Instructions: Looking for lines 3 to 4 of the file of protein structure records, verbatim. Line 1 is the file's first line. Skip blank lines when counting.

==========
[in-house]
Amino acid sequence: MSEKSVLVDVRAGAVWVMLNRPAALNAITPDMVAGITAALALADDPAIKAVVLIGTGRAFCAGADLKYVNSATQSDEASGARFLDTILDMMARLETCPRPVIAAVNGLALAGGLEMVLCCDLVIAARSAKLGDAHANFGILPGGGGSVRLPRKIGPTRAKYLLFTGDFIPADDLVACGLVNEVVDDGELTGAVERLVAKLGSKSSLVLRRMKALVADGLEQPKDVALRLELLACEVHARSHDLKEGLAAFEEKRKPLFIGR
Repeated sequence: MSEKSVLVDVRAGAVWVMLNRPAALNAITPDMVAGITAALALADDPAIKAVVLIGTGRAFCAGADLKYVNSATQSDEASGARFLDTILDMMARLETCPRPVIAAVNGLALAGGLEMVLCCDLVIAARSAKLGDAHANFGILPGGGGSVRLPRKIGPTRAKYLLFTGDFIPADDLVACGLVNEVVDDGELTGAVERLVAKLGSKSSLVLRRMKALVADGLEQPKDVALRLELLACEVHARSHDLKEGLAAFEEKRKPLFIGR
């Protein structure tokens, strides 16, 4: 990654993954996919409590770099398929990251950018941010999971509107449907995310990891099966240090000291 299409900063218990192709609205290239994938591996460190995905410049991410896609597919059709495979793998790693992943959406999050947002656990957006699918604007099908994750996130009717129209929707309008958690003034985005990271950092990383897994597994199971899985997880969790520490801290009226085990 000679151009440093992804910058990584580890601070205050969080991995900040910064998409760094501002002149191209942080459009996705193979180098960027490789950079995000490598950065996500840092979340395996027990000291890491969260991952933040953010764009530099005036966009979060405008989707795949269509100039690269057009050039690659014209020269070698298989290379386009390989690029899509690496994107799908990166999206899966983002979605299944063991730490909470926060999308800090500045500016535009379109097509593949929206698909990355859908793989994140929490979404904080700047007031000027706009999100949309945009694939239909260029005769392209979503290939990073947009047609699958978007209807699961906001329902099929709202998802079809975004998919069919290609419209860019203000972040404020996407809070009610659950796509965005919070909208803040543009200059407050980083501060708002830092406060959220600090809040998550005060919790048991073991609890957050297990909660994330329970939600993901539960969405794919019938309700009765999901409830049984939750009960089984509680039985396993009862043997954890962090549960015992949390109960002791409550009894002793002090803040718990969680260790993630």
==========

Repeated sequence: MSEKSVLVDVRAGAVWVMLNRPAALNAITPDMVAGITAALALADDPAIKAVVLIGTGRAFCAGADLKYVNSATQSDEASGARFLDTILDMMARLETCPRPVIAAVNGLALAGGLEMVLCCDLVIAARSAKLGDAHANFGILPGGGGSVRLPRKIGPTRAKYLLFTGDFIPADDLVACGLVNEVVDDGELTGAVERLVAKLGSKSSLVLRRMKALVADGLEQPKDVALRLELLACEVHARSHDLKEGLAAFEEKRKPLFIGR
């Protein structure tokens, strides 16, 4: 990654993954996919409590770099398929990251950018941010999971509107449907995310990891099966240090000291 299409900063218990192709609205290239994938591996460190995905410049991410896609597919059709495979793998790693992943959406999050947002656990957006699918604007099908994750996130009717129209929707309008958690003034985005990271950092990383897994597994199971899985997880969790520490801290009226085990 000679151009440093992804910058990584580890601070205050969080991995900040910064998409760094501002002149191209942080459009996705193979180098960027490789950079995000490598950065996500840092979340395996027990000291890491969260991952933040953010764009530099005036966009979060405008989707795949269509100039690269057009050039690659014209020269070698298989290379386009390989690029899509690496994107799908990166999206899966983002979605299944063991730490909470926060999308800090500045500016535009379109097509593949929206698909990355859908793989994140929490979404904080700047007031000027706009999100949309945009694939239909260029005769392209979503290939990073947009047609699958978007209807699961906001329902099929709202998802079809975004998919069919290609419209860019203000972040404020996407809070009610659950796509965005919070909208803040543009200059407050980083501060708002830092406060959220600090809040998550005060919790048991073991609890957050297990909660994330329970939600993901539960969405794919019938309700009765999901409830049984939750009960089984509680039985396993009862043997954890962090549960015992949390109960002791409550009894002793002090803040718990969680260790993630």